As a dealer, you invest a lot of time and money into the dealership. Are you being compensated for those investments? The capital you have invested and your time have an intrinsic value. If you include the true costs many dealers are losing money. Those costs not expensed in the dealership generate phantom profits.
The majority of dealers self finance their used vehicle and parts inventory. What is that annual financing worth? If you took the money out of the dealership and floored the used and parts inventory, what would the cost to the dealership be? These costs can often be overlooked or forgotten.
Another area that creates phantom profit is rent expense. Dealers in older facilities or those who have paid down their mortgages usually have a lower than market rent factor. As a rule of thumb rent should be 1% of your facilities fair market value. If you are currently making $30,000 an average month, but have a discounted rent factor of $30,000, then you are truly breaking even.
Are you both the dealer and general manger? If so, are you compensated the same amount as you would pay a general manager? In most cases, the dealer is paid a lesser amount since the dealer usually takes dividends and the current salary has been set to cover his (her) monthly expenses without regards to market value. It is important to know the true cost of your time and effort to have an accurate view of income.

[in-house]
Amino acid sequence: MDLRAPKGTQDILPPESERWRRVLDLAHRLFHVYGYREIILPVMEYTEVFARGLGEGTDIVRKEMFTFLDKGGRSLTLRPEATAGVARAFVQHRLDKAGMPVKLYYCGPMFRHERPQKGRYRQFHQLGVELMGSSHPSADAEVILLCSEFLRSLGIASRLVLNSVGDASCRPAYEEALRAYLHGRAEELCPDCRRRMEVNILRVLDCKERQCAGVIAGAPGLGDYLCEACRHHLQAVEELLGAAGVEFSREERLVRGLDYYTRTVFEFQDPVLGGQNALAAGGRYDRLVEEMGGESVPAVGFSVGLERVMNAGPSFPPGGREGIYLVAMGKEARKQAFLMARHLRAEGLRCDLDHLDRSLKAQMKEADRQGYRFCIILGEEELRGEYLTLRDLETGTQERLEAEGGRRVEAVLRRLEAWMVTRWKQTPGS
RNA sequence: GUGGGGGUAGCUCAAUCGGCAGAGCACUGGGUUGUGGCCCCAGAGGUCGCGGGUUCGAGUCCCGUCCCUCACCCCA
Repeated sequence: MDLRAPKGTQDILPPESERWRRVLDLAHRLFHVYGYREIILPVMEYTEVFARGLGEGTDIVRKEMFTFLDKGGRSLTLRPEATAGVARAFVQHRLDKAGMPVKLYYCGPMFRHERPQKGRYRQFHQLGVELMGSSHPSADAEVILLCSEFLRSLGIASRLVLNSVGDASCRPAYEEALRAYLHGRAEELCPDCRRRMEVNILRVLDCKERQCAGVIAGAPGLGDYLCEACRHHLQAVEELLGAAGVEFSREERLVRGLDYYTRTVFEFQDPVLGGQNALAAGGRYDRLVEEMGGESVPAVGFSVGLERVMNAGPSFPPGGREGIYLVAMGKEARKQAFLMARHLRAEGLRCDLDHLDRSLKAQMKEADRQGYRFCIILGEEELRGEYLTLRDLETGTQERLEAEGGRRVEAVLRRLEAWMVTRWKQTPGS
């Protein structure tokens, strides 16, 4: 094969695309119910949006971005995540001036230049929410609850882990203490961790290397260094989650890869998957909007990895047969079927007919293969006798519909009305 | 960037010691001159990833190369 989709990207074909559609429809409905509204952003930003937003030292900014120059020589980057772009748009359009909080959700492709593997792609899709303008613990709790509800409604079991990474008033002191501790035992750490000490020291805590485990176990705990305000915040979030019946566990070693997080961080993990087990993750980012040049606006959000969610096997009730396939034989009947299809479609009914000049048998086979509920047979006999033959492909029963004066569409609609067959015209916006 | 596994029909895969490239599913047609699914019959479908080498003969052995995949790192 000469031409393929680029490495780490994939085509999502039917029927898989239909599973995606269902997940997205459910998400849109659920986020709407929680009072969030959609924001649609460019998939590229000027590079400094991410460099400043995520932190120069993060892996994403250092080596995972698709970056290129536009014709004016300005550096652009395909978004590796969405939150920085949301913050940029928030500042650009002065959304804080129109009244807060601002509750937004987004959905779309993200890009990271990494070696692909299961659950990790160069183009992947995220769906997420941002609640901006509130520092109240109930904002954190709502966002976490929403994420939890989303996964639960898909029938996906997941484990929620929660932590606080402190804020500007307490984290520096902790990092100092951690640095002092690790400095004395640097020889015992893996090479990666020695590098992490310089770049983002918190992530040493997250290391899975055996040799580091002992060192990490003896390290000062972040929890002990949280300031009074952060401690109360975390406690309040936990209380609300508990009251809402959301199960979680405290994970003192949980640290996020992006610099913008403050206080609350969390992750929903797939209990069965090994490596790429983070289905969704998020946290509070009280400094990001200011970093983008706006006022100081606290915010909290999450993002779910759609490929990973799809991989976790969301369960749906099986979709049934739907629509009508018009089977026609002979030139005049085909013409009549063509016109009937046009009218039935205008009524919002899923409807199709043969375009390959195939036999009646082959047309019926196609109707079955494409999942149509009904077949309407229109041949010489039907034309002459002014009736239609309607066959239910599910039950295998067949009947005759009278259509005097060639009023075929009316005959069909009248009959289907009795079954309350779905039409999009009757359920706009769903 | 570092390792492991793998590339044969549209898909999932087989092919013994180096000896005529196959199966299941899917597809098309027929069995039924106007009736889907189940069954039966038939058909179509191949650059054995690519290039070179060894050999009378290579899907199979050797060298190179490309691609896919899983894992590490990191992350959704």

In addition, the largest overlooked adjustment is income taxes. Very few dealers book income taxes since the dealership is usually held in a partnership or S-Corporation. If those income taxes were booked on the dealerships statements income would be reduced by approximately 40 percent which makes for a large variance in actual income.
If you are trying to show additional profits to the manufacturer, bankers or your 20 Group, I don’t suggest expensing these differences on a monthly basis, this would be counterproductive. Many GM & Chrysler dealers that recently lost their dealerships wish they had booked as little expense as possible. The advantage of booking these expenses is that you see your true net income and would be much more motivated to generate higher profits. If you are satisfied with $100,000 profit, and you are hitting your goal make sure this is not phantom income. If you are really only making $40,000 a month but you are looking to make $100,000, this new awareness will make your drive to succeed kick in.
Below is a table summarizing these phantom expenses:
| Monthly Profit
Used inventory interest expense
($1,200,000 x 6% / 12)
Parts Inventory Interest Expense
($250,000 x 6% / 12)
($5,000,000 x 1% less $20,000 expensed )
($100,000 profit x 10% +$5,000 less $8,000 expensed)
Income taxes (assuming the above expenses aren’t booked)
($100,000 x 40%)
Adjusted Monthly Profit with Phantom Income Adjustment